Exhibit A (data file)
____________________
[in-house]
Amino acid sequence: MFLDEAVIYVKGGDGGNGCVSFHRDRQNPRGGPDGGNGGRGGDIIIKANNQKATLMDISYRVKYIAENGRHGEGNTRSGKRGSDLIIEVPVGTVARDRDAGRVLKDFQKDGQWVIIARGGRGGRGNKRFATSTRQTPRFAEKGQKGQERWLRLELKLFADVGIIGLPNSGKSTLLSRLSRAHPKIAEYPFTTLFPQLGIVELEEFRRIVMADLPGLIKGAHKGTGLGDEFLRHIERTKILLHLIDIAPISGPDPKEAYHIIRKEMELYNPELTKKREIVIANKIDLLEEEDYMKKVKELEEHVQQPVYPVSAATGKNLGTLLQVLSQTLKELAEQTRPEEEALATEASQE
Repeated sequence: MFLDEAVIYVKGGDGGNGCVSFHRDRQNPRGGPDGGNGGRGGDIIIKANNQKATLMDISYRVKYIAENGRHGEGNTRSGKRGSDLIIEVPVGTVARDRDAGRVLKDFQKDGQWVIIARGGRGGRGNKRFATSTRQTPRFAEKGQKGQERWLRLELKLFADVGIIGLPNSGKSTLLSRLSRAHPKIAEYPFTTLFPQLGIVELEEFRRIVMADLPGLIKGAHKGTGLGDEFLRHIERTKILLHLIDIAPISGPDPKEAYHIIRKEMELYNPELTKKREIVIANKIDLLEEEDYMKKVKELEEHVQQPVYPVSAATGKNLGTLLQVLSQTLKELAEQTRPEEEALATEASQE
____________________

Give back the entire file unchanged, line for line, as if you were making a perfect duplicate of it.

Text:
[in-house]
Amino acid sequence: MFLDEAVIYVKGGDGGNGCVSFHRDRQNPRGGPDGGNGGRGGDIIIKANNQKATLMDISYRVKYIAENGRHGEGNTRSGKRGSDLIIEVPVGTVARDRDAGRVLKDFQKDGQWVIIARGGRGGRGNKRFATSTRQTPRFAEKGQKGQERWLRLELKLFADVGIIGLPNSGKSTLLSRLSRAHPKIAEYPFTTLFPQLGIVELEEFRRIVMADLPGLIKGAHKGTGLGDEFLRHIERTKILLHLIDIAPISGPDPKEAYHIIRKEMELYNPELTKKREIVIANKIDLLEEEDYMKKVKELEEHVQQPVYPVSAATGKNLGTLLQVLSQTLKELAEQTRPEEEALATEASQE
Repeated sequence: MFLDEAVIYVKGGDGGNGCVSFHRDRQNPRGGPDGGNGGRGGDIIIKANNQKATLMDISYRVKYIAENGRHGEGNTRSGKRGSDLIIEVPVGTVARDRDAGRVLKDFQKDGQWVIIARGGRGGRGNKRFATSTRQTPRFAEKGQKGQERWLRLELKLFADVGIIGLPNSGKSTLLSRLSRAHPKIAEYPFTTLFPQLGIVELEEFRRIVMADLPGLIKGAHKGTGLGDEFLRHIERTKILLHLIDIAPISGPDPKEAYHIIRKEMELYNPELTKKREIVIANKIDLLEEEDYMKKVKELEEHVQQPVYPVSAATGKNLGTLLQVLSQTLKELAEQTRPEEEALATEASQE